10th Circuit: Appellant must actually explain how the trial court erred to win on appeal

“The first task of an appellant is to explain to us why the district court’s decision was wrong.”

So begin’s today’s opinion in Nixon v. City and County of Denver, in which the Tenth Circuit again had the unfortunate task of explaining how not to handle an appeal. (For an earlier lesson along these lines, see last month’s post on this case).

Ricky Nixon was a Denver police officer who was accused of using excessive force, and fired for allegedly lying about the incident. Nixon sued, claiming among other things that his firing was in retaliation for his decision to speak out on other matters of public concern, but the district court dismissed his claims.

The Tenth Circuit affirmed because Nixon’s lawyer apparently failed to address the district court’s reasons for dismissing his client’s claims.

As Judge Hartz explained, “It is unfortunately commonplace that an issue on appeal is waived because it is not adequately developed in a party’s brief. This, however, is a (fortunately rare) case in which no pertinent issue is adequately developed.”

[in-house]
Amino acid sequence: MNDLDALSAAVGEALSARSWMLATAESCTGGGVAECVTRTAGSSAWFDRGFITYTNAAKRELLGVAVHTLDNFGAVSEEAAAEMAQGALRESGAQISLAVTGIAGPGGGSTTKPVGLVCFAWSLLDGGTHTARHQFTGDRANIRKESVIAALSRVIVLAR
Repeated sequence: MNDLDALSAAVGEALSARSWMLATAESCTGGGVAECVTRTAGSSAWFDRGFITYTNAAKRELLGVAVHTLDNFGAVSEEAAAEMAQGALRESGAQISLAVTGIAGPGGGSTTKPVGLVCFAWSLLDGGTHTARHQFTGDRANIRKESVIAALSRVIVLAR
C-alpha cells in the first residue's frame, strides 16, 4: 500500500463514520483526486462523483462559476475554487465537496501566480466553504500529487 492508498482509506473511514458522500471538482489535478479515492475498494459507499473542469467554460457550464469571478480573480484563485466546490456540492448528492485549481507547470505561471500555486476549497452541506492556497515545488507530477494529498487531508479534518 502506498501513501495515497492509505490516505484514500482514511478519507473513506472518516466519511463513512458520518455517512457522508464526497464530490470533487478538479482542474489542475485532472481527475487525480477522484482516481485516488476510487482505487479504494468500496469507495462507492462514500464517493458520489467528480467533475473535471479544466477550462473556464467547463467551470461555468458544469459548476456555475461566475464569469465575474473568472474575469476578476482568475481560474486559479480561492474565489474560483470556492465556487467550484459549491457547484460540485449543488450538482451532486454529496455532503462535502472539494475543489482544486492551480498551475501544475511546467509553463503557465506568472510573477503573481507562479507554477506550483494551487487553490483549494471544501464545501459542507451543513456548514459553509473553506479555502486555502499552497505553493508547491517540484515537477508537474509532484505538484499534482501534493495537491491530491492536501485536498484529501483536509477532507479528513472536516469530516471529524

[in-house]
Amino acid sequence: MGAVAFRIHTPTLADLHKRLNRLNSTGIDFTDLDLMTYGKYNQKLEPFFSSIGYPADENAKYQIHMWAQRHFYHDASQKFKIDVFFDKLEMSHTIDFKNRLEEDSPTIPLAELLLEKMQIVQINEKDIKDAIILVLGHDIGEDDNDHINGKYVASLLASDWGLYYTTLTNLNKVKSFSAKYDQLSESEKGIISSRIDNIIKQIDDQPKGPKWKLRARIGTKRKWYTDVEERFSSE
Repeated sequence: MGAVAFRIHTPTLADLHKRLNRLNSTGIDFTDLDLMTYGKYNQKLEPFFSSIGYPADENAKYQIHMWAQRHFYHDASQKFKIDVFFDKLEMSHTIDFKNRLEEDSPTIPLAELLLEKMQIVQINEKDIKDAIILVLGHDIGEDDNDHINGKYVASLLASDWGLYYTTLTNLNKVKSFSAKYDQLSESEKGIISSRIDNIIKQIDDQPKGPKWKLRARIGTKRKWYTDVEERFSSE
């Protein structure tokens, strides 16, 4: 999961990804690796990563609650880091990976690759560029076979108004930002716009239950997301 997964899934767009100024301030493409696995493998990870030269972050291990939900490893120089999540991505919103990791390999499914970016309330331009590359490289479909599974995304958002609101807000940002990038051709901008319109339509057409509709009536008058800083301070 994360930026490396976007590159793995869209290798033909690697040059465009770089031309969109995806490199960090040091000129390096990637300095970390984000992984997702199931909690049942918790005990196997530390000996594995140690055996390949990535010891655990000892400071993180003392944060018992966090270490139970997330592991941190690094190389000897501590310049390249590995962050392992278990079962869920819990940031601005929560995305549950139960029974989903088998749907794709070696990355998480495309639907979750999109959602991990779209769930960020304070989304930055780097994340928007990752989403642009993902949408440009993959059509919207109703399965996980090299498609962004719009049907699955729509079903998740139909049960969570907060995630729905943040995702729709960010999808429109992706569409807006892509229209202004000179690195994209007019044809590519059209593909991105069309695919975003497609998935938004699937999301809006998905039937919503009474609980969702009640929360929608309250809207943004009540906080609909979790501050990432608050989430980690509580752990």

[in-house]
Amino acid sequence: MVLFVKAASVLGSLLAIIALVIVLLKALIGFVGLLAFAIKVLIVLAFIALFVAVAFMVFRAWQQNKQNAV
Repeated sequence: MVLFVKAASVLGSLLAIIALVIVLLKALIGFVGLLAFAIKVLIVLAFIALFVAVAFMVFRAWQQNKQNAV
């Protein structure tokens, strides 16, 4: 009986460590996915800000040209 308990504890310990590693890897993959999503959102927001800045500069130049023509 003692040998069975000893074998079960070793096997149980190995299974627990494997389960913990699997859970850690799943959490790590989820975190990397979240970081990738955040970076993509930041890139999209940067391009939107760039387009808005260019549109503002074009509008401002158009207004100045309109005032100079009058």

I expect that the lawyer’s discussion with the client about this result won’t be a pleasant one.

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One Response to 10th Circuit: Appellant must actually explain how the trial court erred to win on appeal

  1. And then there’s footnote 1 – “We note that Plaintiff’s opening brief does not contain an alphabetized table of authorities, a jurisdictional statement, or a statement of the issues presented for review, as required by Federal Rule of Appellate Procedure Rule 28(a).”

    Lawyer better call his carrier.

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